ABC’s 20/20 aired an episode about a woman’s fraudulent fiance. He told her they were to be married by the Pope and their guests at the wedding mass could include their gay friends and that the gay friends could receive communion. The friend then uttered this great malaphor. Here is the video snippet:
This is a congruent conflation of “earth-shattering/shaking” and “life-changing” , both meaning something having a powerful effect. Maybe also thoughts about climate change going on in the speaker’s head? A tip of the hat to Mike Kovacs for hearing this one and sending it in.
House impeachment manager Del. Stacey Plaskett (D-VI) was on CNN’s State of the Union, and was discussing the impeachment trial and the verdict. Talking about Mitch McConnell’s closing argument that supported the House Managers’ arguments, she said:
“They all agreed,” she added. “They just decided that they wanted to give him a walk and they found a technicality that they created to do so.” https://www.thedailybeast.com/delegate-stacey-plaskett-says-impeachment-trial-needed-more-senators-with-spines
This is a nice conflation of “to give (one) a pass” (accept someone’s improper actions or behavior without punishment) and “walk away from (someone or something)”, (to come through on the other side of an event without suffering any harm). “Let him walk” (acquitted on a criminal charge) was probably also in the mix. Of course, “walk the plank” (to suffer punishment at the hands of someone) might have been on her mind, considering the context. A big thanks to Bruce Ryan for hearing this one and sending it in!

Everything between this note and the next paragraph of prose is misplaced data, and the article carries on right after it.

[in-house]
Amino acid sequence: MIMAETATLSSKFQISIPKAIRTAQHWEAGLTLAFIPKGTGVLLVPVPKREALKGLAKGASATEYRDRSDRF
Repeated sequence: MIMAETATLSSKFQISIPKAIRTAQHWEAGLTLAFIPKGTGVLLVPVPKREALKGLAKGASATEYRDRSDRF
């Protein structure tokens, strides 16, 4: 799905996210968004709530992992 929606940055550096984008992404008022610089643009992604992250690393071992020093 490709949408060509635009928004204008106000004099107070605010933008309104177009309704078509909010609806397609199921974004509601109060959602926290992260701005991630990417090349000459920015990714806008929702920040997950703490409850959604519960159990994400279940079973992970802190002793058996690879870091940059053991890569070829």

Grace Panetta from Business Insider discussed 11 political friendships that crossed party lines. In the section on Orrin Hatch and Ted Kennedy, Hatch says: “I have to say that we became very dear friends. That doesn’t mean we didn’t fight each other. We fought each other like tooth and tongue but afterwards, we’d put our arms around each other and laugh about it,” Hatch told NPR in 2009 after Kennedy’s death.
Given the context, this appears to be a mashup of “tooth and nail, fight/with” (furiously or fiercely) and “hammer and tongs” (energetically or enthusiastically). Tongue sounds like tong (almost a homophone) and so the speaker was probably thinking “tongs”, but that still is a malaphor. The two expressions indicate doing something with great passion, hence the mixup. A tooth is near the tongue, so the substitution of tongue for nail. A big thanks to Lou Pugliese for spotting this one.